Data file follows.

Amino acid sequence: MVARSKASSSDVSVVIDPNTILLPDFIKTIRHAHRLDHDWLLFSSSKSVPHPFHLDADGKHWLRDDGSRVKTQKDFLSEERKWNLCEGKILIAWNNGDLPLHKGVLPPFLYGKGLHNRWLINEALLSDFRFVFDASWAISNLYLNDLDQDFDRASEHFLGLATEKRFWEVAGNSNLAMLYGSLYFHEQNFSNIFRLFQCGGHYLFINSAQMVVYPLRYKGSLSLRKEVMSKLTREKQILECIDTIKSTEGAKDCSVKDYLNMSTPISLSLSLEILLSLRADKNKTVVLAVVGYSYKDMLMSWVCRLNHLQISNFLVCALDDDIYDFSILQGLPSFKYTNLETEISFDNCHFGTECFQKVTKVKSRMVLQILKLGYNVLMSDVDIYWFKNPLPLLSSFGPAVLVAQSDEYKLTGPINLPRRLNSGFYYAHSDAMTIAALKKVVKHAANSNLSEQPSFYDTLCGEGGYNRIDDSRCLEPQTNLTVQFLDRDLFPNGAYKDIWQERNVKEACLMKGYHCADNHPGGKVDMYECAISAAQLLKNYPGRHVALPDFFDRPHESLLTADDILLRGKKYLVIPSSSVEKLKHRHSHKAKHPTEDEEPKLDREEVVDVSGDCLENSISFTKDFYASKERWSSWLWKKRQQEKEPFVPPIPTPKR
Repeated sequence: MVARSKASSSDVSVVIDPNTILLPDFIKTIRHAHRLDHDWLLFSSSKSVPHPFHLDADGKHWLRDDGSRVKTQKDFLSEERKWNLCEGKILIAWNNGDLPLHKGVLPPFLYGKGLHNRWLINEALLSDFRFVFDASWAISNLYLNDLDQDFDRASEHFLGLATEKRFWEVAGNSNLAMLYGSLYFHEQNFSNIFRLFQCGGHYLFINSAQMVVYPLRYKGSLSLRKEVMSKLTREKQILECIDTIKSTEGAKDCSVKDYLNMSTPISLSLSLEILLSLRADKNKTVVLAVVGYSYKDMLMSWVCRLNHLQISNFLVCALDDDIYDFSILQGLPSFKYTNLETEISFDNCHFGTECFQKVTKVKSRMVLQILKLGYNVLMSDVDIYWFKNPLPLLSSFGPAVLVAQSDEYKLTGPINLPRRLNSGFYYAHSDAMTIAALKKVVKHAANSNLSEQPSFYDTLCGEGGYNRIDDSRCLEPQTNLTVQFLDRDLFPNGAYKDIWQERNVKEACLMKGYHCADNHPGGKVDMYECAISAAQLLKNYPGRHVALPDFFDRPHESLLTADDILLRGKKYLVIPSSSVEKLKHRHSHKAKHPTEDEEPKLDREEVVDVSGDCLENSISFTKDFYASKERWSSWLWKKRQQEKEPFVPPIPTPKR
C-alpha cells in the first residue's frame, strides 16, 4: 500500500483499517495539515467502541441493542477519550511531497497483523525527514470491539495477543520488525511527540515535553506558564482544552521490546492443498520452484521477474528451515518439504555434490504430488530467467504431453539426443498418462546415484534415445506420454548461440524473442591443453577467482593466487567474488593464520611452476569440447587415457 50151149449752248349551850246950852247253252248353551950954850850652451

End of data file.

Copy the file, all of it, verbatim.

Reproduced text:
Amino acid sequence: MVARSKASSSDVSVVIDPNTILLPDFIKTIRHAHRLDHDWLLFSSSKSVPHPFHLDADGKHWLRDDGSRVKTQKDFLSEERKWNLCEGKILIAWNNGDLPLHKGVLPPFLYGKGLHNRWLINEALLSDFRFVFDASWAISNLYLNDLDQDFDRASEHFLGLATEKRFWEVAGNSNLAMLYGSLYFHEQNFSNIFRLFQCGGHYLFINSAQMVVYPLRYKGSLSLRKEVMSKLTREKQILECIDTIKSTEGAKDCSVKDYLNMSTPISLSLSLEILLSLRADKNKTVVLAVVGYSYKDMLMSWVCRLNHLQISNFLVCALDDDIYDFSILQGLPSFKYTNLETEISFDNCHFGTECFQKVTKVKSRMVLQILKLGYNVLMSDVDIYWFKNPLPLLSSFGPAVLVAQSDEYKLTGPINLPRRLNSGFYYAHSDAMTIAALKKVVKHAANSNLSEQPSFYDTLCGEGGYNRIDDSRCLEPQTNLTVQFLDRDLFPNGAYKDIWQERNVKEACLMKGYHCADNHPGGKVDMYECAISAAQLLKNYPGRHVALPDFFDRPHESLLTADDILLRGKKYLVIPSSSVEKLKHRHSHKAKHPTEDEEPKLDREEVVDVSGDCLENSISFTKDFYASKERWSSWLWKKRQQEKEPFVPPIPTPKR
Repeated sequence: MVARSKASSSDVSVVIDPNTILLPDFIKTIRHAHRLDHDWLLFSSSKSVPHPFHLDADGKHWLRDDGSRVKTQKDFLSEERKWNLCEGKILIAWNNGDLPLHKGVLPPFLYGKGLHNRWLINEALLSDFRFVFDASWAISNLYLNDLDQDFDRASEHFLGLATEKRFWEVAGNSNLAMLYGSLYFHEQNFSNIFRLFQCGGHYLFINSAQMVVYPLRYKGSLSLRKEVMSKLTREKQILECIDTIKSTEGAKDCSVKDYLNMSTPISLSLSLEILLSLRADKNKTVVLAVVGYSYKDMLMSWVCRLNHLQISNFLVCALDDDIYDFSILQGLPSFKYTNLETEISFDNCHFGTECFQKVTKVKSRMVLQILKLGYNVLMSDVDIYWFKNPLPLLSSFGPAVLVAQSDEYKLTGPINLPRRLNSGFYYAHSDAMTIAALKKVVKHAANSNLSEQPSFYDTLCGEGGYNRIDDSRCLEPQTNLTVQFLDRDLFPNGAYKDIWQERNVKEACLMKGYHCADNHPGGKVDMYECAISAAQLLKNYPGRHVALPDFFDRPHESLLTADDILLRGKKYLVIPSSSVEKLKHRHSHKAKHPTEDEEPKLDREEVVDVSGDCLENSISFTKDFYASKERWSSWLWKKRQQEKEPFVPPIPTPKR
C-alpha cells in the first residue's frame, strides 16, 4: 500500500483499517495539515467502541441493542477519550511531497497483523525527514470491539495477543520488525511527540515535553506558564482544552521490546492443498520452484521477474528451515518439504555434490504430488530467467504431453539426443498418462546415484534415445506420454548461440524473442591443453577467482593466487567474488593464520611452476569440447587415457 50151149449752248349551850246950852247253252248353551950954850850652451